Banana Head

Banana Head

Friday, 26 August 2016

Three Easy Strategies for Feeling Smug and On Top of Life

“I don’t know anybody who has lots of time who is happy,” Fern told me on the phone a couple weeks ago as I whined about my long angsty days, void of life purpose. The thing is I don’t know anybody who’s so busy they can’t think who is all that happy either. When I have too much to do, I feel violated and oppressed. Too little and I become self-loathing and miserable. How then, does one acquire a smug sense of being on top of life? I offer you the following three brilliant suggestions:

1.       Organize your Tupperware drawer.
 
I have a saying that goes, “Everyone loves a good Patrick.” My other saying is, “Most people’s Tupperware drawers are a total disaster.” It’s true. Very rarely have I ever belonged to a household whose Tupperware organization system did not lead me to fruitlessly search among melted and misshapen containers for equally ill-fated or non-existent lids. The quest typically generates more chaos in the designated Tupperware area and consequently, life seems far beyond the winning. Fortunately, you can make the decision to conquer your home’s receptacle mayhem.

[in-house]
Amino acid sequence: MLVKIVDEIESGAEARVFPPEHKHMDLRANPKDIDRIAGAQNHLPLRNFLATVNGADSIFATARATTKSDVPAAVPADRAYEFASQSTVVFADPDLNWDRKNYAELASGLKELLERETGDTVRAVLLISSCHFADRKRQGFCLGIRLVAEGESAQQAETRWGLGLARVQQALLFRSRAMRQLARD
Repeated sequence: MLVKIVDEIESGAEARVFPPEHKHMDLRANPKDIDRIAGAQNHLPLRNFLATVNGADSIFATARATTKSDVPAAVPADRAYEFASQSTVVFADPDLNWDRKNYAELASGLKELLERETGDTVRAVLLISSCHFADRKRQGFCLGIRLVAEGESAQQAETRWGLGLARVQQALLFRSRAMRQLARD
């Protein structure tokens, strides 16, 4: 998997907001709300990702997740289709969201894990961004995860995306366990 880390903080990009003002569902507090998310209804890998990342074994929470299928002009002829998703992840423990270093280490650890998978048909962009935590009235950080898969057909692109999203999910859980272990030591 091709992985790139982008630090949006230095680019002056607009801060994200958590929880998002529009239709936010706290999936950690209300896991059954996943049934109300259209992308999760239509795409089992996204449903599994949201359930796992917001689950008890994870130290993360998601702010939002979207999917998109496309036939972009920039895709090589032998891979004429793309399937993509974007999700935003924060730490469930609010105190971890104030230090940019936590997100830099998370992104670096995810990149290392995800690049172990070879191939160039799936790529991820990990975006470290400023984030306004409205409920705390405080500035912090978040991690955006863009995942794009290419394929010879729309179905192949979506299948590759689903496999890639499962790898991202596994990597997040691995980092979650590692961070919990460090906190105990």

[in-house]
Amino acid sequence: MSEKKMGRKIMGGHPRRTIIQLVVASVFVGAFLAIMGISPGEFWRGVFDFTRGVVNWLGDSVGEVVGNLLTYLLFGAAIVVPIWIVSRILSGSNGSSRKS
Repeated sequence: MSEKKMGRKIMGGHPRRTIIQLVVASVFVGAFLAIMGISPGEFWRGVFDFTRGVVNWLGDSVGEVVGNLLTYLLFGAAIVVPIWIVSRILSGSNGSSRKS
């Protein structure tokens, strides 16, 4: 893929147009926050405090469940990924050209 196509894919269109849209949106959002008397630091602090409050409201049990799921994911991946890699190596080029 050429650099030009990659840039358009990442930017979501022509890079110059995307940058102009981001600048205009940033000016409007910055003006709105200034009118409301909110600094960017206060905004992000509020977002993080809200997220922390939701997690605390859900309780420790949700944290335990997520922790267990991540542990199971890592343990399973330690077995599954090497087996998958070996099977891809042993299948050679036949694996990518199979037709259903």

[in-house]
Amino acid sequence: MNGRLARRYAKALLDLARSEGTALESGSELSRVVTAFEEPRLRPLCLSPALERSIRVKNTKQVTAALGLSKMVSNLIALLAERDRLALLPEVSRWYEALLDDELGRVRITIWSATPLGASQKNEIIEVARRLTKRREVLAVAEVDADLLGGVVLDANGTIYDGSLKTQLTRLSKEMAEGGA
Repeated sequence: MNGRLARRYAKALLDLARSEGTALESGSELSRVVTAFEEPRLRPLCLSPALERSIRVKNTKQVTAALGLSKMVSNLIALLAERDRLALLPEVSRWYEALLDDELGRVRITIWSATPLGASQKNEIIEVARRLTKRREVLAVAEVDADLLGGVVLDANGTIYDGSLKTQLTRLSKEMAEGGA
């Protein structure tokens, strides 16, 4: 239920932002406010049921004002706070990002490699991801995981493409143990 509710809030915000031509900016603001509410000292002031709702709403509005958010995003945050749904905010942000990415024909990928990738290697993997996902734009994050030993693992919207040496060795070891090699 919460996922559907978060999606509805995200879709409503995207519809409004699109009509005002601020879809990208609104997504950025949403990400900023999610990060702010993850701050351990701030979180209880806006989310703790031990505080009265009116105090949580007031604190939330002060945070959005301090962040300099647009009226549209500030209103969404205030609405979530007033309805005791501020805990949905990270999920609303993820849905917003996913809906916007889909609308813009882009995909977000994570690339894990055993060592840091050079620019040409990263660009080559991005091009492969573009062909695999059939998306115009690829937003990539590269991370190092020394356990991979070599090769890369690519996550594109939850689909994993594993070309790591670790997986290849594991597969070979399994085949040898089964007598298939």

In my life, I have had the enlightening experience of meeting at least two Tupperware Revolution Theorists. One woman, who also happened to give me my first Brazilian, recommends limiting yourself to three sizes, all of the same shape. The problem with this is that roommates and perhaps also partners generally come with a vast spectrum of Tupperware variation and they don’t usually like it when you chuck their things. Thus, this sort of Tupperware Revolution is not available to everyone. A second Tupperware Revolution Theorist suggests only storing your Tupperware with the lids in place. Sadly, this is close to impossible if your kitchen possesses any sort of space limitation which is almost inevitable. X-nay that, but thanks anyways.

You will have to discover the Perfect Tupperware Revolution that resonates with your soul and your kitchen. Everyone’s Tupperware Revolution is personal; however, certain universal principles apply. For example, throwing out mismatched, melted and/or super disgusting Tupperware is non-negotiable. So is wiping out any sort of crud or crumbs that have somehow made their way into your Tupperware drawer or cupboard. Don’t hold back. Trust me, it will be highly rewarding. Once you’ve decided which Tupperware continues to spark joy, it is time to arrange the plastic and/or glass vessels in the most logical fashion possible. I’m pretty certain that it’s better to keep lids and bottoms close together, but as I said, we are all responsible for our Personal Tupperware Revolution. For optimal smugness, be sure to take before and after shots.